There was no electricity on the island. Running water was on a cistern, a solar panel charged a cell phone and CB radio, and they had a propane fridge. Work for the students consisted of chopping wood, shoveling out the outhouse, putting in the infrastructure for a forthcoming compost toilet, or building an addition for the school. Pigs and chickens needed constant attention.
John is still in touch with one of the teachers from Penikese. He describes Shawn as a “nature guy,” “just an all-around good guy,” who played guitar with him and served as a role model. He remembers another teacher, Omar, as a more “military” type who reinforced the “powers of observation” to his students. Omar would leave Newport Lights around the island and the boys who found the cigarettes received the reward of smoking them.
Once John received his home passes, however, he found himself in trouble once again. As punishment, he was “grounded” to the island for future visits to the mainland.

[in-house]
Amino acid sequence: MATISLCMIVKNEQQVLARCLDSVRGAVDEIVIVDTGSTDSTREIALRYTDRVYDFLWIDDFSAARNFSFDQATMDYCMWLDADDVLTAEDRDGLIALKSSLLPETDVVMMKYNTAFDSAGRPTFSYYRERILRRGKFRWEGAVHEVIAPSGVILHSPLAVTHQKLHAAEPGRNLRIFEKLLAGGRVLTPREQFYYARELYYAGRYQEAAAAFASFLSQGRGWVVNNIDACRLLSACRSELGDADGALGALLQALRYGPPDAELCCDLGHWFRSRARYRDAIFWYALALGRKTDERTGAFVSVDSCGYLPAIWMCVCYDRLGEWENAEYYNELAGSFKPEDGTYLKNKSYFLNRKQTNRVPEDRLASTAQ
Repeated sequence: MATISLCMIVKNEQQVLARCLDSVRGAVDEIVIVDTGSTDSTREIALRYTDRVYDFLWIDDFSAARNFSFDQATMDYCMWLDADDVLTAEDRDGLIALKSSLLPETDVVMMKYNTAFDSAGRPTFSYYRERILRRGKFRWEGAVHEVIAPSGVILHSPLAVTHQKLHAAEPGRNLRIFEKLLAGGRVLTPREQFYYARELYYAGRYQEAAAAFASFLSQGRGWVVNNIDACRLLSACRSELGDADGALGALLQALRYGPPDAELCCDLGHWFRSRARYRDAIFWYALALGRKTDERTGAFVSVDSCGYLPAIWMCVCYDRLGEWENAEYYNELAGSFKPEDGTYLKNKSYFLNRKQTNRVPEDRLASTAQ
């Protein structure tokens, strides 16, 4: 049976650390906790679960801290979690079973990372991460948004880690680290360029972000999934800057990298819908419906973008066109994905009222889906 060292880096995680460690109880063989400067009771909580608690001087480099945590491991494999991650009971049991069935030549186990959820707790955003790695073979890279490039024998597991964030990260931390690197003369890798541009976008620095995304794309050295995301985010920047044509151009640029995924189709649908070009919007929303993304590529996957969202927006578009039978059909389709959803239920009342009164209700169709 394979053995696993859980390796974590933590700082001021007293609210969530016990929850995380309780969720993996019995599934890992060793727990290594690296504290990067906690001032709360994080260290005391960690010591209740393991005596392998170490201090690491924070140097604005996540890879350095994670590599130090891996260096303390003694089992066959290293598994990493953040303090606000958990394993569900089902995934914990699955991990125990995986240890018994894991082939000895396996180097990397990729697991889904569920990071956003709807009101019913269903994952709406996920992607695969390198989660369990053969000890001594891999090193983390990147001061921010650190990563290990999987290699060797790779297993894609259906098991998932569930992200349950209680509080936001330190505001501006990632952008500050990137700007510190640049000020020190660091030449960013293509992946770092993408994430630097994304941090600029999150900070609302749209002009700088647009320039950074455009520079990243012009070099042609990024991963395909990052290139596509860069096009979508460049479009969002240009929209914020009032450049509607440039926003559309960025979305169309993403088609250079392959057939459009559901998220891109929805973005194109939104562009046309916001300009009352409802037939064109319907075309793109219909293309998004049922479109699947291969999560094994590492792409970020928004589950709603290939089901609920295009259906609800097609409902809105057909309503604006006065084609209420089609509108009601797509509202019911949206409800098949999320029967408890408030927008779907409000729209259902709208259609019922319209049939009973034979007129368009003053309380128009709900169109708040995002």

With only a month or two needed to graduate, John decided he’d had enough. He told the staff to call the boat for him. “I’m done with this,” he said. “Take me to jail, I’m done. I just can’t do it anymore.”
To John’s surprise, they did call the boat.
“I remember sunning myself on the foundation of the addition I’d helped build, waiting for the boat, wondering if they were sending me to adult jail or juvie. You know, I think about it a lot differently now, at forty-one. At the time I couldn’t understand that the length I was there [on the island] was being perpetuated by my own actions. I felt I was missing out on my life. All I remember is this feeling of unfairness.”
Once on the boat, Penikese behind him for the last time, John asked the captain where he was taking him. When the captain answered, “home,” simultaneous feelings of relief (he wasn’t going to jail!) and rage (if it was this easy, why had they kept him on the island for so long?) surged through John.